Research sends TRU grad student to Australia

Syeda Sonia Parvin arrived at TRU from Bangladesh to complete her Master of Science in Environmental Economics and Management (MScEEM), and now, thanks to a Mitacs Globalink Research Award, she’s once again on her way, this time to Australia.

Syeda will spend three months working under the supervision of Dr. Mamta Chowdhury at Western Sydney University, studying the relationship between capital structure and financial performance of microfinance institutions before she returns to TRU to complete her thesis.

“I found the topic very interesting, not only for academic reasons, but also for moral factors,” said Syeda, who has two graduate degrees to her credit, including a Master of Science in Physics, and an MBA in Finance.

Microfinance institutions, including credit unions, rural banks and NGOs, provide financial services — loans, savings, insurance, for example — to low income populations in developing countries, and are an effective tool for reducing poverty.

Microfinance institutions receive their funding through a variety of sources, such as donations, charities, savings, equity and debt, and Syeda’s research explores whether an institution’s capital structure impacts its self-sufficiency and efficiency.

“Foreign donations are declining, and these types of institutions are trying to manage their funds through subsidized loans or from other sources. My study will try to identify the specific type of capital structure or source of funds that makes these types of organizations more successful,” she explained.

It is Syeda’s hope that her research will help policy makers and institution directors to formulate and manage their organizations more effectively.

“This is a great opportunity for me to enhance my research capability and also to enhance collaborations between TRU and Western Sydney University. I’m excited to visit new people and a new place, and to continue my research abroad,” she said.

Mitacs Globalink Research Awards provide $6,000 for senior undergraduate and graduate students in Canada to conduct 12-24-week research projects at universities overseas.



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TRU abuzz with bee-friendly initiatives

TRU was the place to ‘bee’ on Thursday, May 31, when the campus was visited by Shelley Candel, the director of Bee City Canada, on her tour of Kamloops.

Kamloops is one of 15 Bee Cities across the country and became the first Bee City in British Columbia in 2017, which means it has pledged to plant bee-friendly flowers that encourage pollination, increase green spaces and other initiatives throughout the city.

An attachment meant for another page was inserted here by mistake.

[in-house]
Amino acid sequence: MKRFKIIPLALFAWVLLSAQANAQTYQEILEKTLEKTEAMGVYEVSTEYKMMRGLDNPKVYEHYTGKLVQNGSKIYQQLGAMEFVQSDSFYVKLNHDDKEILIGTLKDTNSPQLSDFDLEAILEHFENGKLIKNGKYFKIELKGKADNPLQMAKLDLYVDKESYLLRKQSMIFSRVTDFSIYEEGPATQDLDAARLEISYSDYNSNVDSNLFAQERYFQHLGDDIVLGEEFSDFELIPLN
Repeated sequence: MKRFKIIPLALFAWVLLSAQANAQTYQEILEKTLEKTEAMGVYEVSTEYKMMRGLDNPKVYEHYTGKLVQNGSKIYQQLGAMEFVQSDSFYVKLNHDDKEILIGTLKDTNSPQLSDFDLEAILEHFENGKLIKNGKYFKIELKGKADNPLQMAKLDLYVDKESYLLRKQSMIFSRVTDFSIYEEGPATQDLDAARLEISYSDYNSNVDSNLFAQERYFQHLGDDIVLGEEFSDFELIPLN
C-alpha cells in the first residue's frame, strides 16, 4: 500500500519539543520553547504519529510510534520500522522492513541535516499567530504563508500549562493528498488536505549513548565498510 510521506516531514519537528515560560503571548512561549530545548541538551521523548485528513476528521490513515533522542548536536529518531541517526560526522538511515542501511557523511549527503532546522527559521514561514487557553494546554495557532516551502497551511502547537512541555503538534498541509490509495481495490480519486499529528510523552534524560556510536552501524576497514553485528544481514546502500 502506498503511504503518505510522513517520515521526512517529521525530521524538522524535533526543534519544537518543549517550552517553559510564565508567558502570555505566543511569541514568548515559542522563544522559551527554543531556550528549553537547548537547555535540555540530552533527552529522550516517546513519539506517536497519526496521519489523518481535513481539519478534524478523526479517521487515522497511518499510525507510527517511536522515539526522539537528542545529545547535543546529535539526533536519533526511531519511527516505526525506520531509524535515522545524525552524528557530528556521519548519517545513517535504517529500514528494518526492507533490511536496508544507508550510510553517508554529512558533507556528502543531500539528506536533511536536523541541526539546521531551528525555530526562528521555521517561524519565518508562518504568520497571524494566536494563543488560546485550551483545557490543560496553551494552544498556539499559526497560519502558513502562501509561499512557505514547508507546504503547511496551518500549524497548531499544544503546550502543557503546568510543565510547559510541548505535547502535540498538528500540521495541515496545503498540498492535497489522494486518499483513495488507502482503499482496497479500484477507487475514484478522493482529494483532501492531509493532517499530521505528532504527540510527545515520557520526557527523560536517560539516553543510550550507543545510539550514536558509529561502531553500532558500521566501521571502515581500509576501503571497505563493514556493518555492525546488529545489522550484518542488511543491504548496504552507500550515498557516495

Candel was excited with what she saw on the TRU campus when visiting the beehives and even mentioned the potential of TRU becoming the first “Bee Campus” in Canada.

“When we can learn to take care of the bees we learn to take care of ourselves, for our future for our children and generations to come,” said Candel.

TRU is contributing to the city’s bee-friendly efforts by hosting the Kamloops Bee Club’s beehives on campus as well as the TRU Eco Club’s plans for a bee-friendly garden (near the Ken Lepin building) which is being funded by the TRU Sustainability Grant Fund. Alongside these projects, last summer, TRU student Aneka Battel studied bees with funding from the Undergraduate Research Award Program (UREAP).

“Studying bees is important because they are responsible for the food we eat, and the native bees here are a critical ecosystem service,” Battel said. “If there are many different types of pollinators, that is an indication that there are many different types of plants which provide food and homes for other organisms. It’s all connected.”

Battel studies ecology and environmental biology. For her research, she joined a project run by the Thompson Shuswap Master Gardeners Association in Kamloops to research and compare the variances in pollinator abundance in natural and cultivated areas throughout the city. She presented her research findings at the Undergraduate Research Conference this past March and is writing her thesis on the subject.

bee garden benches

The freshly planted beginnings of the bee-friendly garden located outside the Ken Lepin building.

On the fence about doing research?

Battel’s advice for students considering doing the UREAP program is to “just do it,” as it is an amazing opportunity to do research at the undergraduate level. She also mentioned that to be eligible for the program you do not need a perfect grade point average, so it is an accessible program for many.

Her last piece of advice is picking a faculty advisor you are comfortable with, as they are the person you go to for questions and support during your research.

One of Battel’s favourite parts of her UREAP experience was spending her summer outdoors collaborating with gardeners from the community, and her faculty mentor Lyn Baldwin of the biological sciences department at TRU. She also had opportunities to tell people about her research and why bees are important, not only in the science community, but to everyone.

UREAP deadline for fall 2018

The next deadline for UREAP applications is October 12, 2018, and more information can be found on the Undergraduate Research Experience Reward Program page.